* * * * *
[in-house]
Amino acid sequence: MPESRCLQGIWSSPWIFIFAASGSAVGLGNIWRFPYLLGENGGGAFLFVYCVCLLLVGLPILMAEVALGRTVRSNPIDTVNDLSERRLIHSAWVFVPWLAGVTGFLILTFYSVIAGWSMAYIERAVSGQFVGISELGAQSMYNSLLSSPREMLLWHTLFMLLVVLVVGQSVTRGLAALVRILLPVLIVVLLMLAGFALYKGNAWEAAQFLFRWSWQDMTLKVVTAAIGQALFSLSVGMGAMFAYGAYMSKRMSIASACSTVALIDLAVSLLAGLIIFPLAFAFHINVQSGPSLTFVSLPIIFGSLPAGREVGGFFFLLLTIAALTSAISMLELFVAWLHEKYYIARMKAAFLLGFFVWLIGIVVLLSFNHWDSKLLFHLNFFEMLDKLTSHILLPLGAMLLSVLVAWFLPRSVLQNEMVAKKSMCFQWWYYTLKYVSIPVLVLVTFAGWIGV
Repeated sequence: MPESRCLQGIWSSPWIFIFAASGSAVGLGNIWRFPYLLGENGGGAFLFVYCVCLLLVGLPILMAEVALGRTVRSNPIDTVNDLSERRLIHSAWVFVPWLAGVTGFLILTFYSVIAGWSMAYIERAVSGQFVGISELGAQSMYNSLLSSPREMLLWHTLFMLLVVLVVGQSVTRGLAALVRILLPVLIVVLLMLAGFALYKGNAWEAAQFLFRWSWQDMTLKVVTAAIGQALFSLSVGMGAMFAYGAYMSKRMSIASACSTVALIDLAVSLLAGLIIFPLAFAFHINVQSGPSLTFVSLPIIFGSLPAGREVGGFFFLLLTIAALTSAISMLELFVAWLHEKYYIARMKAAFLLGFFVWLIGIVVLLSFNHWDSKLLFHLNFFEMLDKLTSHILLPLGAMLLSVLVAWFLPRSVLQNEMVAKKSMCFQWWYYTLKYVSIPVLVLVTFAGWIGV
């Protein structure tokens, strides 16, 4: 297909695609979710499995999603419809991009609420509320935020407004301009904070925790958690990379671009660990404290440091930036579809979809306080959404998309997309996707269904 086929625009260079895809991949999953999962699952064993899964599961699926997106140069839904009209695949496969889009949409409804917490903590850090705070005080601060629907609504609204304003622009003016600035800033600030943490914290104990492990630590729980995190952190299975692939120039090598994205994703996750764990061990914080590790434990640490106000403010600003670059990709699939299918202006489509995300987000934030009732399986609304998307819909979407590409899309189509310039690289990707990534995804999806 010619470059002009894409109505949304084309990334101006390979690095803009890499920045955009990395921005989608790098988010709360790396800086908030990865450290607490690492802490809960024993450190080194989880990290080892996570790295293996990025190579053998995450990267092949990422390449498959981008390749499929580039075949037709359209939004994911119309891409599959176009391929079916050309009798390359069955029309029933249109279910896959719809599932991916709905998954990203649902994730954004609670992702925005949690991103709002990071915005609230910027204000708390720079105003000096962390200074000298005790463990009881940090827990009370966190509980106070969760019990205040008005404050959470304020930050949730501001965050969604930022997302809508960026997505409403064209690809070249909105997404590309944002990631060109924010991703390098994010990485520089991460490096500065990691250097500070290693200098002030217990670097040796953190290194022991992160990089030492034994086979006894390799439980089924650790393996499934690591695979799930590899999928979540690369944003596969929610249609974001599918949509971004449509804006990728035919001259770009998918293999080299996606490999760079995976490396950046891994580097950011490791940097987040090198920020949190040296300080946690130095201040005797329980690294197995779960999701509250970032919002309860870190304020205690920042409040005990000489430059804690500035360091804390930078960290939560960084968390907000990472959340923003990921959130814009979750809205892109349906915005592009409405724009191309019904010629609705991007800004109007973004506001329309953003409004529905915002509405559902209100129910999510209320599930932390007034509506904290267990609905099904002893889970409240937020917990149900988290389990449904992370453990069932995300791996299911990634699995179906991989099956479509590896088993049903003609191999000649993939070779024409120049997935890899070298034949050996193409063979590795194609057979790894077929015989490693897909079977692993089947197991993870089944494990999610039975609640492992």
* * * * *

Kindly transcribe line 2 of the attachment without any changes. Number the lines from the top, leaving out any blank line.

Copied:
Amino acid sequence: MPESRCLQGIWSSPWIFIFAASGSAVGLGNIWRFPYLLGENGGGAFLFVYCVCLLLVGLPILMAEVALGRTVRSNPIDTVNDLSERRLIHSAWVFVPWLAGVTGFLILTFYSVIAGWSMAYIERAVSGQFVGISELGAQSMYNSLLSSPREMLLWHTLFMLLVVLVVGQSVTRGLAALVRILLPVLIVVLLMLAGFALYKGNAWEAAQFLFRWSWQDMTLKVVTAAIGQALFSLSVGMGAMFAYGAYMSKRMSIASACSTVALIDLAVSLLAGLIIFPLAFAFHINVQSGPSLTFVSLPIIFGSLPAGREVGGFFFLLLTIAALTSAISMLELFVAWLHEKYYIARMKAAFLLGFFVWLIGIVVLLSFNHWDSKLLFHLNFFEMLDKLTSHILLPLGAMLLSVLVAWFLPRSVLQNEMVAKKSMCFQWWYYTLKYVSIPVLVLVTFAGWIGV